WIth regard to Yoshihiro Tatsumi: I don't know if he currently uses a tablet. I know he didn't when he was doing the 50 page-a-night stints because that was like 40 years ago. I don't know what the 50 pages from that night are either, he didn't specifically state. He does imply that some of the pages from Pushman were done with the 2 page/day method. You can see this when you look at the pages. It's loose and rough, but I like that.

At 4:00 PM, Blogger colin said...

I notice some lag, but only sometimes. I also draw and color totally in Illustrator and I gather that is usually as well. I'm running on a dual 867 g4, and I've noticed the dual processor helping with illustrator brushstrokes. I haven't even tried it in Photoshop or other programs.

But, I think all these issues of lag will likely quickly dissapear with dual intel Apples, etc.

In terms of set up, I have the cintiq on a regular computer desk. I'll raise my chair nice and high when working on the Cintiq so I can lean over it. I place a keyboard on the back of the desk (just behind the Cintiq) so I can type, when I need to. I think it's preferable to not have to use the keyboard altogether, and just stick with the buttons on the side of the Cintiq.

By the way, Aaron, the links from your most recent comment are cut off.

At 4:39 PM, Anonymous Andy said...

Awesome post! I use a Cintiq. It's the tiny one. First generation. And I love it. Honestly, I couldn't live without it. For color work it's perfect but in my opinion it'll never replace my brush for inking pages. I've actually inked entire comics with it, but it wasn't faster... in fact it took me a lot longer. Honestly though, time isn't the only thing to consider. The real problem is you're left with no original. :( And sales of original art are a key piece of making a living at this.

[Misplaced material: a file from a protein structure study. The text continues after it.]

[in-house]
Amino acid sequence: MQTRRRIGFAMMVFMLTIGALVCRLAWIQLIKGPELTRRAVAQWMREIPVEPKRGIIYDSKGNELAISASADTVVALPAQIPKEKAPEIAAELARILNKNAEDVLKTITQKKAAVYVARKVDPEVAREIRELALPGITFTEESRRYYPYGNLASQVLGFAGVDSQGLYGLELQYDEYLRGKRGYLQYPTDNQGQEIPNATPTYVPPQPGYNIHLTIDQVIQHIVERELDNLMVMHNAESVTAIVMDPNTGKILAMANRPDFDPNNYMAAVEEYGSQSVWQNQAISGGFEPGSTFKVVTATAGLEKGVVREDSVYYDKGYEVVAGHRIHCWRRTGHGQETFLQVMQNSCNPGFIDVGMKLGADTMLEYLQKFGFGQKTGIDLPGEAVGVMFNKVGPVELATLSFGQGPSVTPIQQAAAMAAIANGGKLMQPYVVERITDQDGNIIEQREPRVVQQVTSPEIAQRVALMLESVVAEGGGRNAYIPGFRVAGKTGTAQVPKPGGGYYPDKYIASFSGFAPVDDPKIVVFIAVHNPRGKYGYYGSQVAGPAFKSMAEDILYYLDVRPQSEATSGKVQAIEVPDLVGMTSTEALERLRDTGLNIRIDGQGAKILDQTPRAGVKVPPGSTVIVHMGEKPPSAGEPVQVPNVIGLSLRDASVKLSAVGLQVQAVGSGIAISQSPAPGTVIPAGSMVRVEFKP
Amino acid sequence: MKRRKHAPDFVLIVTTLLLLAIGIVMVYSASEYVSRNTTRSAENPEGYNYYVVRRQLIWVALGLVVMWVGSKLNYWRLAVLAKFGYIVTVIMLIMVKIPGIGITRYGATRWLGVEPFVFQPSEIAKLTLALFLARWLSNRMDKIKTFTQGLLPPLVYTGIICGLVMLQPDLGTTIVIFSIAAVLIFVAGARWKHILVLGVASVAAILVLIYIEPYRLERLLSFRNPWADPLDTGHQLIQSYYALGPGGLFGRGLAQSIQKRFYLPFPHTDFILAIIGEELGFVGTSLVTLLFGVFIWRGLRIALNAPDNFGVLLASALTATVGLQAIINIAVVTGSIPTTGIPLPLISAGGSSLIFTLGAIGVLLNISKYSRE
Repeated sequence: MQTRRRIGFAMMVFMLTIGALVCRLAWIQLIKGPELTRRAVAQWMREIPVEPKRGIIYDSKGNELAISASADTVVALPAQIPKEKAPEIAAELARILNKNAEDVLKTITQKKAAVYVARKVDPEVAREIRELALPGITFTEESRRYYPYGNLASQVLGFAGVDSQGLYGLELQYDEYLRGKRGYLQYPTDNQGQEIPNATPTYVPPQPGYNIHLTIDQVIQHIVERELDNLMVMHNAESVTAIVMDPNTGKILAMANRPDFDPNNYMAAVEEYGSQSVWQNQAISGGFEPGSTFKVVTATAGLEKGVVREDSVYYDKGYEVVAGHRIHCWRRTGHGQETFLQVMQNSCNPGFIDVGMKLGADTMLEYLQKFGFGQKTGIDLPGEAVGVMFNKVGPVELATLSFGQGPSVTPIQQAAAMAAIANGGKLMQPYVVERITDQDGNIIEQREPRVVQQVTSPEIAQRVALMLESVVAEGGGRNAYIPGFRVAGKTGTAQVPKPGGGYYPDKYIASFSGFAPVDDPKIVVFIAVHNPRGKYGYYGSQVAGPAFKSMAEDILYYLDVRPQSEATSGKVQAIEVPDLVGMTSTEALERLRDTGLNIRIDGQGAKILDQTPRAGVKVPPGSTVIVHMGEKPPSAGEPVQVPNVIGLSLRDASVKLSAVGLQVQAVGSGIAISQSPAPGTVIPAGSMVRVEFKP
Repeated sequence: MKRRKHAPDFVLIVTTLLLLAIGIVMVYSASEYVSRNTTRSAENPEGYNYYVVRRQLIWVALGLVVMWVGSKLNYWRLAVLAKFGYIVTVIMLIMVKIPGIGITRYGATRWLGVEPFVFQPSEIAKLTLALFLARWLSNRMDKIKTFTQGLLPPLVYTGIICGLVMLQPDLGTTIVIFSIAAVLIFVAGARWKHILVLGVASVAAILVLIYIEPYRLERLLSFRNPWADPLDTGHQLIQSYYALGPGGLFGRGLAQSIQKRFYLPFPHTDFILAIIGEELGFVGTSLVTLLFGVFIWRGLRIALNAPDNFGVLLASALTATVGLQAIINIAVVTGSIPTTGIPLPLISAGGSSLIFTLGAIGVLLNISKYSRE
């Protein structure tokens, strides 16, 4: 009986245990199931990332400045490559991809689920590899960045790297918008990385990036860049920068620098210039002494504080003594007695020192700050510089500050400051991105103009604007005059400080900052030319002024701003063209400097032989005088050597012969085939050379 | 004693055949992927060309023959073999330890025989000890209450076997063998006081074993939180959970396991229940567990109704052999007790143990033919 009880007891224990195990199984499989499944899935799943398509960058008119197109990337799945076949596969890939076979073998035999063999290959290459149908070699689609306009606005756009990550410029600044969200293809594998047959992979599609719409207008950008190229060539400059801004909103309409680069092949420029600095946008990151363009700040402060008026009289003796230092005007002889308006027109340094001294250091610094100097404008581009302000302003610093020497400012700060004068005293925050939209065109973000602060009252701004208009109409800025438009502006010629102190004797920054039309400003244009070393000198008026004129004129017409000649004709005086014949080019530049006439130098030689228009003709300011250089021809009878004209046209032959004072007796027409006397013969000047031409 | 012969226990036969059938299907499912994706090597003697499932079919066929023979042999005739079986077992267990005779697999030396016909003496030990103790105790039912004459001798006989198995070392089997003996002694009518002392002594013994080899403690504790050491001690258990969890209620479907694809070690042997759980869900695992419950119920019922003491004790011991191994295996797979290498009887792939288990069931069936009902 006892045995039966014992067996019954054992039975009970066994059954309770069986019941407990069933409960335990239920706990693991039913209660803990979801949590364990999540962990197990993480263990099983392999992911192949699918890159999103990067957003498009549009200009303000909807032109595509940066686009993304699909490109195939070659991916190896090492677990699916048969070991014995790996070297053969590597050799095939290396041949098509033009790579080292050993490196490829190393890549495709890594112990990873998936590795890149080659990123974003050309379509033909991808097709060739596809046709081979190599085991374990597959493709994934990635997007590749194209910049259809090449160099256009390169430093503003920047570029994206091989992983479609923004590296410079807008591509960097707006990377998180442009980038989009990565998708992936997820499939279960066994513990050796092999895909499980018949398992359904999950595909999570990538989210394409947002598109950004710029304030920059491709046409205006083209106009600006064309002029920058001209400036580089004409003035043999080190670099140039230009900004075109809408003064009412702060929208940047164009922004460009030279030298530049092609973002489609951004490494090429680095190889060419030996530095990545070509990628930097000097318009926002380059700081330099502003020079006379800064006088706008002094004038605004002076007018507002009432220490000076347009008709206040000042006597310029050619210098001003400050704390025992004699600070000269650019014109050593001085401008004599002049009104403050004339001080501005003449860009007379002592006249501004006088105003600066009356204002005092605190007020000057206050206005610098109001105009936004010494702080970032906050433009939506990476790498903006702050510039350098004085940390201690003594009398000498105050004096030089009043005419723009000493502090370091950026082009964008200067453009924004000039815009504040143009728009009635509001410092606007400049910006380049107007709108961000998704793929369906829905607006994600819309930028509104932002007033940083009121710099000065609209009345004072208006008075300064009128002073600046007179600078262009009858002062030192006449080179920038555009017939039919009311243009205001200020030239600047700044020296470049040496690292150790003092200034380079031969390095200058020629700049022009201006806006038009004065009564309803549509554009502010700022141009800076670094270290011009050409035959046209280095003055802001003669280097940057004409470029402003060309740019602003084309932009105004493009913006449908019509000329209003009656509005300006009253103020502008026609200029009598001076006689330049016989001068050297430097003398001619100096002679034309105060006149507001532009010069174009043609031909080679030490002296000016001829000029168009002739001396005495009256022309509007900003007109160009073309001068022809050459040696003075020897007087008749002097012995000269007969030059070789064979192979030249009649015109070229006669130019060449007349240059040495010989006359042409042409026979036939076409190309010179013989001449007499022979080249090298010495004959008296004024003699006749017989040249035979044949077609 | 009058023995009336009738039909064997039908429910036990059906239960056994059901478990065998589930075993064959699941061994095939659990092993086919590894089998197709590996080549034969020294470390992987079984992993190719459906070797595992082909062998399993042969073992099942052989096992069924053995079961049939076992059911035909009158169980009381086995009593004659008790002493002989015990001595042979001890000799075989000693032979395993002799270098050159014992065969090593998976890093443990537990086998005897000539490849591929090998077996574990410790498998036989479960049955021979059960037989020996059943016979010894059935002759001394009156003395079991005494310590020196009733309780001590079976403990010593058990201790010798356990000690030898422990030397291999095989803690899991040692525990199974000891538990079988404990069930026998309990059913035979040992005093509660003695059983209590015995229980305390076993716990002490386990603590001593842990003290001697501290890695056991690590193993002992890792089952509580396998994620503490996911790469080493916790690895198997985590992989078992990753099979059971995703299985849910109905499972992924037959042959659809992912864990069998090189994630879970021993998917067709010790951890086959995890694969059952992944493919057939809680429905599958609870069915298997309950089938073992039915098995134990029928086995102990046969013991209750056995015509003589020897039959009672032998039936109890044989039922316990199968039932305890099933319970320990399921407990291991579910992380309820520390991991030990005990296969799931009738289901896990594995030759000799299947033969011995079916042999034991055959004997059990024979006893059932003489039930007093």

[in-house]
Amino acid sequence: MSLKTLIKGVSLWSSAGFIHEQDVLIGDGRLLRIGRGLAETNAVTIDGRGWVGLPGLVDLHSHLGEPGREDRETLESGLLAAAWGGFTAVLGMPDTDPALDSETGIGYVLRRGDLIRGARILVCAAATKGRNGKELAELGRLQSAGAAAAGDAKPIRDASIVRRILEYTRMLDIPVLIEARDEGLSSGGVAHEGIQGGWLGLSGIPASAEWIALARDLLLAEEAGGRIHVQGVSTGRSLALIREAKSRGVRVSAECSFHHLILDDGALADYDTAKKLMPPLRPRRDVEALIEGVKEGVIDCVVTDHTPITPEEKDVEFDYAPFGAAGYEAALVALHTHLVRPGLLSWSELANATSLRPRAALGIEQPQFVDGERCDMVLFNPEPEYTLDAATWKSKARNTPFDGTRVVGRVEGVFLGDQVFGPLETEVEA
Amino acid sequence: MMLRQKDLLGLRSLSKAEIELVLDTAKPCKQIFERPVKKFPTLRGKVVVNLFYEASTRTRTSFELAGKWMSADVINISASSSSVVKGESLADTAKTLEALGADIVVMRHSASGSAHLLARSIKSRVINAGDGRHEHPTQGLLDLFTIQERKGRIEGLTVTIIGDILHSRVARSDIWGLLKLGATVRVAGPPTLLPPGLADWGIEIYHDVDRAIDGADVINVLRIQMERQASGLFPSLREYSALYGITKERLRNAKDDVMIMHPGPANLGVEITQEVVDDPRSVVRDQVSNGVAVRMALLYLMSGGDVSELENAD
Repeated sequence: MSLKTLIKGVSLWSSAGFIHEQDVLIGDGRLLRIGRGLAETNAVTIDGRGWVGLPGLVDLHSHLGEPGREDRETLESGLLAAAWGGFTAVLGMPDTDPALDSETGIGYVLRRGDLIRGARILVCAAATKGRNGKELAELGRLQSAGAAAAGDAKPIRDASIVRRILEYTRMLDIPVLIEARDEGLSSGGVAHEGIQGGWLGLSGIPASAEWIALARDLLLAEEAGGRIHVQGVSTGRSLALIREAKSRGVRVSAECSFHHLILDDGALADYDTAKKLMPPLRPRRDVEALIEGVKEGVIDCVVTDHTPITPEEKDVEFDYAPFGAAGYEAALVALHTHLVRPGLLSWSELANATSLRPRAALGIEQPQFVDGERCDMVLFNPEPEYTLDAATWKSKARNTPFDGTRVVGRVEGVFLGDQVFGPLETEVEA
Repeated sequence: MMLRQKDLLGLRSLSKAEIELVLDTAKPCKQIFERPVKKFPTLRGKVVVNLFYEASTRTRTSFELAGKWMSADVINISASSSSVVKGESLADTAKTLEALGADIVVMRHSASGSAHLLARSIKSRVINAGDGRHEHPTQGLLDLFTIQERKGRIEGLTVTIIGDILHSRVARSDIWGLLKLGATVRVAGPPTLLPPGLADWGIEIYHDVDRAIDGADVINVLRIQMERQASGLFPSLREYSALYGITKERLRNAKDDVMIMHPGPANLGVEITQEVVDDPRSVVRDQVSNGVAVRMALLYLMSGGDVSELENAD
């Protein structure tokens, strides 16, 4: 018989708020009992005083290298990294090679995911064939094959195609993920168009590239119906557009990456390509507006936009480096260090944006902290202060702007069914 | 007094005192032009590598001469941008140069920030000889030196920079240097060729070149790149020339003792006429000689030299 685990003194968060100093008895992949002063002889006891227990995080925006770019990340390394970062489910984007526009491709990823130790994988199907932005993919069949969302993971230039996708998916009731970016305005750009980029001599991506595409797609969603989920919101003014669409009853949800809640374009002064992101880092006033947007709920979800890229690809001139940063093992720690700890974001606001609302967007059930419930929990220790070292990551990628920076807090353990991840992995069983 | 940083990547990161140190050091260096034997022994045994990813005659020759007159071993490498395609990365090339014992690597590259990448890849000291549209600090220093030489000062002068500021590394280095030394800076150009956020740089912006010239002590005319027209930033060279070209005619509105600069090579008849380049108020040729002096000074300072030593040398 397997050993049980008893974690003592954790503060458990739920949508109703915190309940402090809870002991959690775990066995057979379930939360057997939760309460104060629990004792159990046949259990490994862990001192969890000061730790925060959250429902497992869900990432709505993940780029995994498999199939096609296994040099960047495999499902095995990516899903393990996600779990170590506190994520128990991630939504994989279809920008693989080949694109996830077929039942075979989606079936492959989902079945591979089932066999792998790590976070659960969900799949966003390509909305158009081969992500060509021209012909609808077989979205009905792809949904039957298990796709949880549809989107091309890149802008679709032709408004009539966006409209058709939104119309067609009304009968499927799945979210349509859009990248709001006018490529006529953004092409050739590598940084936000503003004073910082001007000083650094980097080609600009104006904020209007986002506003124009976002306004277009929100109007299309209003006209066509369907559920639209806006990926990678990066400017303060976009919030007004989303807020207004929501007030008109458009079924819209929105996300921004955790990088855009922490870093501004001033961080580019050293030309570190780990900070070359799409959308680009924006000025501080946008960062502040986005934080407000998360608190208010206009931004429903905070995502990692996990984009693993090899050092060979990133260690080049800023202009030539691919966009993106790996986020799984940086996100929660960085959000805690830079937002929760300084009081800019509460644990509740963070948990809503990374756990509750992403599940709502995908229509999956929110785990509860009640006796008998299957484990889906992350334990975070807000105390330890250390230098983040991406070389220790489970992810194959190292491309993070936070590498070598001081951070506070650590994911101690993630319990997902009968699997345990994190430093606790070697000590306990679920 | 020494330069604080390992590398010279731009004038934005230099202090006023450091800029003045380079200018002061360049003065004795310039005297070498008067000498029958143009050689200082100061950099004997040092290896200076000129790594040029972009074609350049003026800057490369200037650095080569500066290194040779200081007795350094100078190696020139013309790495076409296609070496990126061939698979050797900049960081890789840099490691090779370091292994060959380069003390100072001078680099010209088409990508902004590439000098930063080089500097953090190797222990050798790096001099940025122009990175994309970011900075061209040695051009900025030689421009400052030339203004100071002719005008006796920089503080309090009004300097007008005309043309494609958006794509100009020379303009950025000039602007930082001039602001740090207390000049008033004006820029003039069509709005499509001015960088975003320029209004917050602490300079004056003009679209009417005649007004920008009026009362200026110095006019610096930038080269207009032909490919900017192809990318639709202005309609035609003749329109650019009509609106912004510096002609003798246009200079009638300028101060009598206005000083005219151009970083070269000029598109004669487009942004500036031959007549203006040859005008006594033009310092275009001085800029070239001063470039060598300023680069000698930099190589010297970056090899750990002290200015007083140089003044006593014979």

Also it took me a while but I think I've refined my setup to work rather nicely. If anyone is interested I could post an info. page about it... well, after I get this comic done. :)

At 6:48 PM, Blogger Hope Larson said...

I sincerely doubt Yoshihiro Tatsumi uses a tablet... Those numbers aren't unusual for manga artists, and many of them hardly use computers at all. CLAMP, a 4-person collective, produces 120-130 pages a week.

At 9:07 AM, Blogger Mikhaela said...

I have a Wacom Intuos2, and I originally got it because I was unable to use a computer at all due to the intense wrist pain I had from using a regular mouse. I couldn't do my day job or my cartoons. But now it has gotten to the point where the Wacom causes pain too, so at some point I may need to upgrade. Ouch.

At 11:59 AM, Blogger Neil said...

Thinking about it some more, I realized that the job I like using the Cintiq the most for is doing thumbnails. Being digital, it means I can rearrange and resize panels with little fuss, erasing, or redrawing.

At 12:19 PM, Blogger Aaron said...

Here are the links again:

Motion Computing tablets

LS800 blog:

Specific pics:

At 12:37 PM, Blogger Fang Langford said...

I'm using an Acer Travelmate C300 and it works great! It soaked my budget so I use the GIMP to draw and I've finally settled some issues I had with the pointer mispointing. Acer accepts the penabled drivers from Wacom, so I'm close to a Cintiq (which I so badly wanted). Only thing I need for the full experience is to get a 'paper-like' surface.

Now just to get back into drawing practice. See Costumentality someday!

Fang Langford

At 1:03 PM, Blogger Mal Jones said...

Asaf Hanuka just posted on his blog that because of a lack of paper supplies in his area, he's gone paperless.

At 5:00 PM, Blogger Rafael said...

Hi everyone. I don´t know if this post is still being read or not... i´ve had a cintiq for quite some time, but haven´t been able to find a setup (desk, chair, cintiq, keyboard, etc) that is comfortable. My back and shoulder hurt a lot. Can anyone post pictures of your setup to see if I get a better idea? Thanks